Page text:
Thursday, January 04, 2007

Cato's View of the Dollar Drop A Little Oversimplified

I love Cato and have great respect for them. They have some of the best minds on earth. BUT -- sometimes they irritate me with what I'll call, diplomatically, their excessive sense of propriety.

Richard Rahn of Cato argues in an article entitled "How Far Will The Dollar Fall?"that currency value swings, and more specifically the fall of the dollar, are a bad thing. Hear-hear. The main reason, he says, is the uncertainty it creates in the minds of dollar investors here and abroad. Now, that is certainly a mild way of putting it.

(Click on the photo to see what happens.)

[Thanks to for the photos.]

He points out that, although a fall in the dollar may help our exports, it simultaneously makes imports more expensive, and we import a lot including a good percentage of our raw material and parts. (Does petroleum ring a bell?)

He mentions a common error:

"Some argue our large trade deficit (or current account deficit) is responsible for the fall in the dollar's value. They have it backward. It is the flow of foreign investment dollars (the capital account) into the U.S. economy that drives the trade deficit."

I don't quite agree. I would put these two factors into the chicken-or-egg category. Neither is really responsible for the other. Neither was the first force to begin this cyclone of dollars leaving the US, and the corresponding imports and foreign investment coming in. It is not the cheap goods from abroad, nor the high foreign demand for US investment instruments. There is a symbiotic relationship going on here; and after all, the dollars are coming from somewhere.

He goes on to say:

"So long as the U.S. continues to offer a higher return on capital than its foreign competitors, both foreign banks' and private investors' demand for dollars grow, and the current account deficit can be sustained."

But higher demand for dollars would normally mean a higher price for those dollars, and we are now talking about a falling dollar. Could there be an oversupply?

Secondly, since 2000 or so, American savings rates were below inflation, and only for the past year have they climbed up a bit. Surely this is because there is too much liquidity, i.e. too many dollars coming back in from abroad, satisfying the US demand for capital (even over-satisfying it, to be precise -- have you noticed the housing, the CLO and ABS, the M&A, and the corporate bond markets lately? Remember: Capital doesn't have to flow into production; and [over]supply creates its own demand...)

A third unmentioned factor: What about the Chinese and Japanese pegging and support of the dollar? On this, he does say that "[t]he export-driven economies of Asia and Europe cannot afford for the dollar to fall too much, both because their markets will dry up and the value of their dollar assets in their own currencies will decline." As indeed these latter are starting to do.

If anything, the continued foreign interest in US investments is maintaining the dollar's value above where it normally should be, not the opposite; i.e. it is preventing a total collapse of the dollar.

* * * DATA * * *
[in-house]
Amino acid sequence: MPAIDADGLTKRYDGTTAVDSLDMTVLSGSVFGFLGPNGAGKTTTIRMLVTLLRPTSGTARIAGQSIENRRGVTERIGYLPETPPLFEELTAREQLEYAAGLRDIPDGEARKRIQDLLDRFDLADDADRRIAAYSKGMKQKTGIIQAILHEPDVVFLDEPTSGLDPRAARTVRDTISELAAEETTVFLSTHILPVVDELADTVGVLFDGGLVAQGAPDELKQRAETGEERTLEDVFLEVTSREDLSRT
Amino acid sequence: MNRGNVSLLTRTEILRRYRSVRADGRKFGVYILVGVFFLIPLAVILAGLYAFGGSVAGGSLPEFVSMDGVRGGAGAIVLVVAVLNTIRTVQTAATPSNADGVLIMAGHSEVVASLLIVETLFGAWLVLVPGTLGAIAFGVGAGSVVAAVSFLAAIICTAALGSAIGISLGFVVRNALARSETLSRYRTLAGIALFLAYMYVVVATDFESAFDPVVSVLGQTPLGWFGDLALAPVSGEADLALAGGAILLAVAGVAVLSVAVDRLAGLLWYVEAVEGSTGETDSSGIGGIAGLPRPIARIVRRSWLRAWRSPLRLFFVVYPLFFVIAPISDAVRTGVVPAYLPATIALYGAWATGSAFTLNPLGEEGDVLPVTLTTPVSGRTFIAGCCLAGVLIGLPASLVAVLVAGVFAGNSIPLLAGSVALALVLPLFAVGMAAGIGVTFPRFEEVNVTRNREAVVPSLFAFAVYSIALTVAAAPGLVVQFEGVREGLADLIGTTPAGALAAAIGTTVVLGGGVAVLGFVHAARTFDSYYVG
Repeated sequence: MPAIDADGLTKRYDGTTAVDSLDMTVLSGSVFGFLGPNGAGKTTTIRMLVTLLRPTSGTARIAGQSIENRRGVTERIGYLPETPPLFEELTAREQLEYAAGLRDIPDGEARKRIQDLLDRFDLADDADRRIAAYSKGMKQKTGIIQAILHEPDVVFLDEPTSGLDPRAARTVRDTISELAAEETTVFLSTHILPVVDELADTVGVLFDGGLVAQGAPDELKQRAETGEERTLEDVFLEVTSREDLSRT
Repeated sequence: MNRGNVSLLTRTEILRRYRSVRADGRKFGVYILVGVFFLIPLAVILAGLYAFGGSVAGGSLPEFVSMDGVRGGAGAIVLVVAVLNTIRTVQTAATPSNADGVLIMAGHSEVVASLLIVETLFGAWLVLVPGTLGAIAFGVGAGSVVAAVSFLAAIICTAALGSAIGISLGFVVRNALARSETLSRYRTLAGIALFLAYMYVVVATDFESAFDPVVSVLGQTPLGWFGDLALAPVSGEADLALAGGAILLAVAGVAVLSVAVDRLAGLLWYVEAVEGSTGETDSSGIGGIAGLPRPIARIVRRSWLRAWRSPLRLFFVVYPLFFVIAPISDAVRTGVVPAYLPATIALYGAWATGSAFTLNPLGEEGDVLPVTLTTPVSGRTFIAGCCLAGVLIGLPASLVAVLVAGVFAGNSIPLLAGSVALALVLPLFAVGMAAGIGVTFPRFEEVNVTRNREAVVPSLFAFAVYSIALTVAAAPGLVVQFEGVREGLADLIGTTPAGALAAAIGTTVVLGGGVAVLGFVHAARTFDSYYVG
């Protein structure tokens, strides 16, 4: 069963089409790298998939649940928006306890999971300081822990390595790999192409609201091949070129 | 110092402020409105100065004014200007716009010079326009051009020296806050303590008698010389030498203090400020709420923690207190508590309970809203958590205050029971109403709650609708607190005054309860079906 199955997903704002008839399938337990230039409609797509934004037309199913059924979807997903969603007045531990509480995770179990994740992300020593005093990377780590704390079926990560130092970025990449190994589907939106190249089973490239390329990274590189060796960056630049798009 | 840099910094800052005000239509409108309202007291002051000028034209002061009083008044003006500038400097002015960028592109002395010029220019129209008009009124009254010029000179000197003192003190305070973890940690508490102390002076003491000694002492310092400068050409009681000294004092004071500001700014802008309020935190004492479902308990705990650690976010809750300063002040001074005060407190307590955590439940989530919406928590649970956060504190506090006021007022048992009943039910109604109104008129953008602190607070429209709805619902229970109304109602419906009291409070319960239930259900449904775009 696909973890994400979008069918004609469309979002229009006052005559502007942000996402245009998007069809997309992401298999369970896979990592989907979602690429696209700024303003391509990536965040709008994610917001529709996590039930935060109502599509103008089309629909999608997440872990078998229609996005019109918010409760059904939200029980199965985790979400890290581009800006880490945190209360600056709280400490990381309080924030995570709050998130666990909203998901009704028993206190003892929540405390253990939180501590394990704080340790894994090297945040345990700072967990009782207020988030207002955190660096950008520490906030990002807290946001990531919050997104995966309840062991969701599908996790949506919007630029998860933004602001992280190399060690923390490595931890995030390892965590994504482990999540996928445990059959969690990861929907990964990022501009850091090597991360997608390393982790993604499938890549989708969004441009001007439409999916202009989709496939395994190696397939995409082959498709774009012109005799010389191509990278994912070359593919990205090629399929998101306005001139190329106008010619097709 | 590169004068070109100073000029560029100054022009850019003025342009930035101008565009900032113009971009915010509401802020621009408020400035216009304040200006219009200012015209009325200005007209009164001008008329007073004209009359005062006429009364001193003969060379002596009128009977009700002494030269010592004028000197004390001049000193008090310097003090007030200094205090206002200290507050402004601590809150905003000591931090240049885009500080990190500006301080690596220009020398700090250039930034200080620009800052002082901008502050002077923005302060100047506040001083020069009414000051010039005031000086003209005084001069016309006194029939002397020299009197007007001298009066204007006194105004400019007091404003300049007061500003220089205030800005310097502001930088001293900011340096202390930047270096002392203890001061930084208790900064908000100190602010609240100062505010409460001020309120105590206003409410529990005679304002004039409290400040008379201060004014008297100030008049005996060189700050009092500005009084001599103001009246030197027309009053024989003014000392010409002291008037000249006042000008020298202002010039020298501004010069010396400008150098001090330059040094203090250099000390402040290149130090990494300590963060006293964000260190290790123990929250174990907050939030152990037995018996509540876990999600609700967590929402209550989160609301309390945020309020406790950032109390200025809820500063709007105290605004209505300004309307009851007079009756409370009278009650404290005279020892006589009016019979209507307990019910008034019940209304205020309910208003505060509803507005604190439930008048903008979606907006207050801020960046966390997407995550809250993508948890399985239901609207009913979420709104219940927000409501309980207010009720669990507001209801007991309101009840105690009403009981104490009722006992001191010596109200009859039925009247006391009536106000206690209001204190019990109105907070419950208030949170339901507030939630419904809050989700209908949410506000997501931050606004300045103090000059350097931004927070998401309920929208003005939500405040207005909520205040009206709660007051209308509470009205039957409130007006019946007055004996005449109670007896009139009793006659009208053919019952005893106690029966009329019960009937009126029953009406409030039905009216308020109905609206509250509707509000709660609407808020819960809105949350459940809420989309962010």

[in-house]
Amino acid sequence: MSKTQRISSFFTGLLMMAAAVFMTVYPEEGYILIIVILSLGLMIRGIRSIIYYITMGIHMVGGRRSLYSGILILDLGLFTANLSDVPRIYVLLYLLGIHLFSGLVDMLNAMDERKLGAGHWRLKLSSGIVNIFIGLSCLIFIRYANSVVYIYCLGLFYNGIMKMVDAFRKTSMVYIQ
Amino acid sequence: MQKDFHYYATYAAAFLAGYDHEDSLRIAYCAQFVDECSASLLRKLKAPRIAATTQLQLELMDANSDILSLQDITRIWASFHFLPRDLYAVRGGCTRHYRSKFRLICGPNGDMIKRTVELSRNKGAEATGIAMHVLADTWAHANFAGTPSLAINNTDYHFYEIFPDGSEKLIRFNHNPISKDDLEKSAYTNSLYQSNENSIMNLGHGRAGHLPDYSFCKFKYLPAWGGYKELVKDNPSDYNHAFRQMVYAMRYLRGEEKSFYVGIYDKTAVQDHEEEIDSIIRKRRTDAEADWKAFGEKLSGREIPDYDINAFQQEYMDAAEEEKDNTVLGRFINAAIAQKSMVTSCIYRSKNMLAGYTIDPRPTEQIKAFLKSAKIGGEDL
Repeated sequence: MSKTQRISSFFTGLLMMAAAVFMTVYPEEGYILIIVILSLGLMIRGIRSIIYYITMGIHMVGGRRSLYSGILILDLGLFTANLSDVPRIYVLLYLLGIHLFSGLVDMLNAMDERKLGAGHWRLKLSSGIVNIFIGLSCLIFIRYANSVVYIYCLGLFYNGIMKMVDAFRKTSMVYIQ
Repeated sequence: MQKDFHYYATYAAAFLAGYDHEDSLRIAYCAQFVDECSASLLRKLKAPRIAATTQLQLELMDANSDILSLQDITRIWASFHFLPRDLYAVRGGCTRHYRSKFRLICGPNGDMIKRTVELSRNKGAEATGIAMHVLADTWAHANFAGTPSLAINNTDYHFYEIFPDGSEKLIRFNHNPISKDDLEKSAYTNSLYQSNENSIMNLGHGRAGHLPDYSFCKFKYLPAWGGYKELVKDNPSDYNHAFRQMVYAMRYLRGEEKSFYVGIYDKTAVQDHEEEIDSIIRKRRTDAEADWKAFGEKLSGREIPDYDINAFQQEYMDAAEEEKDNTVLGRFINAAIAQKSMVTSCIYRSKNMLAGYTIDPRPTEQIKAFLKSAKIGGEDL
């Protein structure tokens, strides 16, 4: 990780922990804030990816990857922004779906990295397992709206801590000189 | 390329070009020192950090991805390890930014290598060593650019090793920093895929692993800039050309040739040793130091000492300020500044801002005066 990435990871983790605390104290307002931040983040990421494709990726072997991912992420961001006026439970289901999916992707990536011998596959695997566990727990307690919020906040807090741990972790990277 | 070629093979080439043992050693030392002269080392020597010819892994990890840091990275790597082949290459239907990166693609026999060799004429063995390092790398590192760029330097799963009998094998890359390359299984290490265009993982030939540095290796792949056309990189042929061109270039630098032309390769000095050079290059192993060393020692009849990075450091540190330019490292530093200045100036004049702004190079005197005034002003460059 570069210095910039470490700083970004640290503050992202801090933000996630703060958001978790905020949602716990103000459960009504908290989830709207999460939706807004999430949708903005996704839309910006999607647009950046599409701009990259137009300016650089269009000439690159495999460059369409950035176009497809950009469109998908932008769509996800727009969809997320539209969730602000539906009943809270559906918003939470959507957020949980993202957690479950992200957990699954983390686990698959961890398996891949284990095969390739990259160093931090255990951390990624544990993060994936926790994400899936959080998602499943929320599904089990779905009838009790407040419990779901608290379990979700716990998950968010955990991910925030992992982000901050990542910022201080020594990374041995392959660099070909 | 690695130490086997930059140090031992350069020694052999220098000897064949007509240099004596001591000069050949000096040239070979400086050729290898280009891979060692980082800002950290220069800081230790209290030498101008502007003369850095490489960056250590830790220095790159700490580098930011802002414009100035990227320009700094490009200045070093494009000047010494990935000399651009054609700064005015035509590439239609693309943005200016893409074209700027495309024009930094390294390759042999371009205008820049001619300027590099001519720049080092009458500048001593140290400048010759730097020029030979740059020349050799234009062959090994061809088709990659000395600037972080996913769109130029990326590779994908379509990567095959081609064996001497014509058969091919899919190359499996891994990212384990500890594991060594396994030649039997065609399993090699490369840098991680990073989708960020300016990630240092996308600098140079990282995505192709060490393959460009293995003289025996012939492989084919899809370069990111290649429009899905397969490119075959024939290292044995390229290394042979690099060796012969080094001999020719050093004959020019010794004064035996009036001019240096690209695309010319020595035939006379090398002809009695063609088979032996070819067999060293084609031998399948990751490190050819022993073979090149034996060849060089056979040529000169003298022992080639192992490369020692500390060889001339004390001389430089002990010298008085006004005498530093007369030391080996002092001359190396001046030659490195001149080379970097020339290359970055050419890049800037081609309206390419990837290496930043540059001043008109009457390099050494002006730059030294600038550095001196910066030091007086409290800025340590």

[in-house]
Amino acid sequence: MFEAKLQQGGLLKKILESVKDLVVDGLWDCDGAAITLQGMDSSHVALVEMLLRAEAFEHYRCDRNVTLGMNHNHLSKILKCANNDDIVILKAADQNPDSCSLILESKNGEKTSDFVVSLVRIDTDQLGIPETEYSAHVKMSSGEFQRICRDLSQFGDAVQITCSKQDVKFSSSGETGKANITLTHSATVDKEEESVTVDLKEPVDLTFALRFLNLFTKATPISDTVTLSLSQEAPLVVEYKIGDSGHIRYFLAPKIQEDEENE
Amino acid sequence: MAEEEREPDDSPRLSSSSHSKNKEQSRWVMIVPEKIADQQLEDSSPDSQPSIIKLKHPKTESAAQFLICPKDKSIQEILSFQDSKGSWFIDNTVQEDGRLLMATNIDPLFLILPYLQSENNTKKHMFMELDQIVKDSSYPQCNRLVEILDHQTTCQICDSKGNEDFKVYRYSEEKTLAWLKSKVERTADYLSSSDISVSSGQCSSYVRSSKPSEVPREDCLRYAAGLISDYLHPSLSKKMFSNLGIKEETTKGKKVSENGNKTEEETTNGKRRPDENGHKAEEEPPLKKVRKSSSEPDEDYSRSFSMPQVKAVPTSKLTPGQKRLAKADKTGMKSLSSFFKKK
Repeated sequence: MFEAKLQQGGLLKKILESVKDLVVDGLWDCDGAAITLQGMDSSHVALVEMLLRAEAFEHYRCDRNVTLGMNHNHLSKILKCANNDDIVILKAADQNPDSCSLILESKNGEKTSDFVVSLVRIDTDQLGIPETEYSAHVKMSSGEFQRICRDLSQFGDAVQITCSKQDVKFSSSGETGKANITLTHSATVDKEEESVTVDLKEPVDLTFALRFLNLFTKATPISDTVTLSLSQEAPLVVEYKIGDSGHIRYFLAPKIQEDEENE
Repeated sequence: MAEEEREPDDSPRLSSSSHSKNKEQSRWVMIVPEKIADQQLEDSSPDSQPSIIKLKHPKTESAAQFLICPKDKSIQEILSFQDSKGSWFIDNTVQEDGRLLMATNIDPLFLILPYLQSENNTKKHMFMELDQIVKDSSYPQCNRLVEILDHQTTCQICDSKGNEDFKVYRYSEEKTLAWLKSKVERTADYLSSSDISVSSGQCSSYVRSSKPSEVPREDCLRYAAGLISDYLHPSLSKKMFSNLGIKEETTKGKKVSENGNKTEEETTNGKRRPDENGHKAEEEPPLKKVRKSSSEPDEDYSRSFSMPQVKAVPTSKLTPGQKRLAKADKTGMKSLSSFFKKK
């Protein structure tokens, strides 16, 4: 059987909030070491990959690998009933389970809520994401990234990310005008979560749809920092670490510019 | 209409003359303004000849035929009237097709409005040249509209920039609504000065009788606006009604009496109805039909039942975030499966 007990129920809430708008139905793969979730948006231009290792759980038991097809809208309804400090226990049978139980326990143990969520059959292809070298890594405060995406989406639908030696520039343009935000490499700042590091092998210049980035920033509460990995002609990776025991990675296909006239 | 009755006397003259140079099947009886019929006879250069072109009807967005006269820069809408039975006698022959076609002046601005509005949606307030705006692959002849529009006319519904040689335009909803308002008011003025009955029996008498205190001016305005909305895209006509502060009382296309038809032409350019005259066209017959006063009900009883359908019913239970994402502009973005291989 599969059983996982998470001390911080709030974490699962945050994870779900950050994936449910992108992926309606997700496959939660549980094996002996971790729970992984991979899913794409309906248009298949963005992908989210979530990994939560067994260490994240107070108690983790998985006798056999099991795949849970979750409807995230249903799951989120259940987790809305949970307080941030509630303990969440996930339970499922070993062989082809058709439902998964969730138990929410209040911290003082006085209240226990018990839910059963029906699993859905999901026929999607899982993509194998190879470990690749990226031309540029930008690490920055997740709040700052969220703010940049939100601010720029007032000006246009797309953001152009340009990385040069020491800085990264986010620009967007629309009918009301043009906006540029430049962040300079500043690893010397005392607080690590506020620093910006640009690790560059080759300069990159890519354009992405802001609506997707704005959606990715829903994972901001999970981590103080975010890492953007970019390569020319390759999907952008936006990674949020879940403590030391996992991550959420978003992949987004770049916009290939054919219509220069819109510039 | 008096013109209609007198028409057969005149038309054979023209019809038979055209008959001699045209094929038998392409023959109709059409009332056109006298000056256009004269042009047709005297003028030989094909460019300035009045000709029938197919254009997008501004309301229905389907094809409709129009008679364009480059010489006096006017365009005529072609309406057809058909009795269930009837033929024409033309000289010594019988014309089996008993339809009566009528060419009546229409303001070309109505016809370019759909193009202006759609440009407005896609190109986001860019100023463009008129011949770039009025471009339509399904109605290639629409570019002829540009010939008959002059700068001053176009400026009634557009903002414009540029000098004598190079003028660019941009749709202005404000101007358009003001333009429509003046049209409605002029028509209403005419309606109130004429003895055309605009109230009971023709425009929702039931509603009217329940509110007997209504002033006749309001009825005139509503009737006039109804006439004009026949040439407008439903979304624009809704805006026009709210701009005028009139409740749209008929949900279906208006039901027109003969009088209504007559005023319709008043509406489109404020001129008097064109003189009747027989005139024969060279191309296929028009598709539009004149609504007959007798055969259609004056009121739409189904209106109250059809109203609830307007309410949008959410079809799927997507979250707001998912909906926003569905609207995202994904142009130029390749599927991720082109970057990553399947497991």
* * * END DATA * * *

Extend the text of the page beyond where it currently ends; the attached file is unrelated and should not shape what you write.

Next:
So unlike me, what does he blame for the dollar's fall? Recent government moves.

"[T]the U.S. government made a series of mistakes that have discouraged foreign investors." These are the Patriot Act (think back to the Arabian effort to buy the US port handlers), Sarbanes-Oxley, higher withholding on dividends for foreign investors, and a threat of a new foreign interest-reporting requirement.

I would say that even these have not prevented foreigners from preferring dollars to their own currency, through a combination of the tallest dwarf syndrome and of having to park somewhere the import dollars we are handing over to them. Remember Bernanke's "global savings glut"? I would have been a bit more grateful and called it a "global saving-grace." Without their magnanimity, our treasury would be in big doo-doo. (On the other hand, it might teach us a good lesson if they'd just take our government's doggie bowl away.)

Could it be that the dollar is falling because there are just too many of them and the global economy can't swallow any more? He makes no mention whatsoever of the Fed's recent loose monetary policy episode(s) as a contributor to the dollar's fall.

He also neglects to mention three specific dangers of a falling dollar:

1. The coming home to roost of that famous "loan without interest" represented by the 50% of our monetary base that is floating around outside our borders, which could happen if and when the whole world begins to lose confidence in it as a store of value (never mind the consequent loss to the US of seignorage rights);

2. The imperilment of the dollar reserve accounts of a number of very large and/or instrumental countries (China and the OPEC nations, for example), not to mention the other millions of individuals and corporations who hold dollar assets and who would be royally disappointed, to put it mildly -- and don't forget to include every man, woman and child of America in that group; and

3. The danger that the above actors in this global tragicomedy will reject our dollar at the same time, creating what is called "a flight from the currency" -- and we're not just talkin' any old currency.

In order to reinstate the dollar's reliability, it will not suffice for Congress to repeal S-O and soften foreign investment disincentives. Someday, someone, somewhere will have to confront this excess global liquidity mess head on, and the US is not the only culprit. It may not be the right timing for a righting (tightening) of monetary policy to reestablish the dollar's equilibrium and keep our assets from bubbling off into the stratosphere; but that time will inevitably come, whether we are ready for it or not.


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